OPC UA as the Architecture for IT/OT Convergence
The challenge today is to how to best migrate the tightly-coupled factory floor architectures with the loosely coupled Web Services architecture of the IT world. Because of the discontinuity between the factory floor and the Enterprise, opportunities to mine the factory floor for quality data, interrogate and build databases of maintenance data, feed dashboard reporting systems, gather historical data and feed enterprise analytic systems are unavailable. Opportunities to improve maintenance procedures, reduce downtime, compare performance at various plants, lines and cells across the enterprise are all lost. But there is a reliable, highly secure and reliable solution: OPC UA.
If you’ve paid any attention at all to factory automation over the last few years, you’ve noticed the ever-increasing emphasis on connecting the factory floor to the Enterprise and the cloud. There are many good reasons for this. Some of them are internal: efficiency, productivity, higher quality, and the like. Others are driven by external requirements such as efficiency gains from linking internal systems with important vendors and priority customers.
In the old days (ten years ago?), the production department was a separate entity from the rest of the corporation. There was little to no electronic data transfer between the production machines and the company’s business systems. Production was a black box. Labor and raw materials went in one end, and finished product came out the other end. Most of the communication was carried out using paper: paper production reports, paper inventory levels, paper raw material usage, paper quality reports, etc.
Today, the aim is for instantaneous closed-loop communication. As units of product are consumed in the field, that information gets reported back to the machine that made it. The production machine checks its raw material inventory levels and on-hand finished product and schedules more production. It automatically transmits orders for any raw materials it needs from supplier machines. All automatic. All without human intervention.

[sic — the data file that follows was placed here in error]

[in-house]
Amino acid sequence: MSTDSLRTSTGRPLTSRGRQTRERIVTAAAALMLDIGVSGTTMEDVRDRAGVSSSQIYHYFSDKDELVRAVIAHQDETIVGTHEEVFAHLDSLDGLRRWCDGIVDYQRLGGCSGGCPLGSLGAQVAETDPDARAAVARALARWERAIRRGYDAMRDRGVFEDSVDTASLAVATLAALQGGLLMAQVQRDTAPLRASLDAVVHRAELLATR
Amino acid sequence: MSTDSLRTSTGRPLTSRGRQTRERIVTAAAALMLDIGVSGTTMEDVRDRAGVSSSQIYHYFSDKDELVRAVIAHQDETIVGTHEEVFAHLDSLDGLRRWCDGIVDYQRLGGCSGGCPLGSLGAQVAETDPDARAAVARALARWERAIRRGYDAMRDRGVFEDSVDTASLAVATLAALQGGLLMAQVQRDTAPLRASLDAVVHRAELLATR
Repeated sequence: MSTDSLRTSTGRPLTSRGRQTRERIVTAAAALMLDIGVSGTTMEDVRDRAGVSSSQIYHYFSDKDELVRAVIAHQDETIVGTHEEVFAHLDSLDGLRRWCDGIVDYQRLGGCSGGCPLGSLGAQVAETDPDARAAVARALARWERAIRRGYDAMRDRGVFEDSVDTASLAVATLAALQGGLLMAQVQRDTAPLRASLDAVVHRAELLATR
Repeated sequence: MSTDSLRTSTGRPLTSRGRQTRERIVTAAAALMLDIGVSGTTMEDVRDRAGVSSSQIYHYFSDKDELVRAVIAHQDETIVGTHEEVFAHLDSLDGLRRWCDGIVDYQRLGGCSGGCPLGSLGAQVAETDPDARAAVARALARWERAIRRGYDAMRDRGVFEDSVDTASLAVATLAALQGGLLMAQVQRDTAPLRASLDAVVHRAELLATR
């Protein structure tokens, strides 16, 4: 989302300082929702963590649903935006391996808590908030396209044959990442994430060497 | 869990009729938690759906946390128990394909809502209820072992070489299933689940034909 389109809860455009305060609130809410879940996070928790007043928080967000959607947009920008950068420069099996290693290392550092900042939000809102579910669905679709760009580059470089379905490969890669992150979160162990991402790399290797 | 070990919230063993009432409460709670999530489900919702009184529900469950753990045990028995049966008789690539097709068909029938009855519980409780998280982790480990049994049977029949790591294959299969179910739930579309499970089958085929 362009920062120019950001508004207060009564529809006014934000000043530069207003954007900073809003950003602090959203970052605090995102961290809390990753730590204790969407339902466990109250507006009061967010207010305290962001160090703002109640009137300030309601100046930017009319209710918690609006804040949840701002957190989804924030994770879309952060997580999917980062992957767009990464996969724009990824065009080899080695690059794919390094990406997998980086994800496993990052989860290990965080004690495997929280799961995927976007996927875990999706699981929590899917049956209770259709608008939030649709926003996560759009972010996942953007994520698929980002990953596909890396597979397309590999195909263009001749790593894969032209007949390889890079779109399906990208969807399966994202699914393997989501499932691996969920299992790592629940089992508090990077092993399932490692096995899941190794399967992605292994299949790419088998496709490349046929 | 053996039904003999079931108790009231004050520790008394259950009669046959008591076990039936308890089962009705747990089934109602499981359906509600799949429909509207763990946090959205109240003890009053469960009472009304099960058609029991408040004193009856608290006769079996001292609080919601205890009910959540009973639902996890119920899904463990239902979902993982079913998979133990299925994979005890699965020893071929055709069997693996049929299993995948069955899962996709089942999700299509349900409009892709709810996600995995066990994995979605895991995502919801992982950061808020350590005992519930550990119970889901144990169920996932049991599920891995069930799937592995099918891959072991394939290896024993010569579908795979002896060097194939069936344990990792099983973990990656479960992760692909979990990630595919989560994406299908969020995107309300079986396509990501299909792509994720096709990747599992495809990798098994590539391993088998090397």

That’s the plan anyway. In practice, it’s rather hard to get there. We don’t have the luxury of ripping out all the production machines and replacing them with new, fully integrated machines with high-speed communication mechanisms. Instead, we must do piecemeal implementations: upgrading and replacing systems one by one as time and funds allow. It’s a marathon, not a sprint, to the goal of fully automated systems.
The distinction that many people miss is that there’s a key distinction between the systems on the factory floor (OT) and in what’s known as IT. This difference can be described as “loosely-coupled” systems vs “tightly-coupled” systems. These aren’t new concepts, but they haven’t been examined in the light of the current trend toward the integration of factory floor and Enterprise systems (aka IT/OT convergence where OT means Operational Technology).
Factory floor systems can be labeled tightly-coupled. Systems that use Profibus, Profinet IO, DeviceNet, EtherNet/IP, or any Modbus version have a very strict architecture. These are really just I/O producers and consumers – despite that what some of the folks at the trade organizations sponsoring these systems might have you believe.
Let’s look at the main characteristics of these Tightly Coupled systems: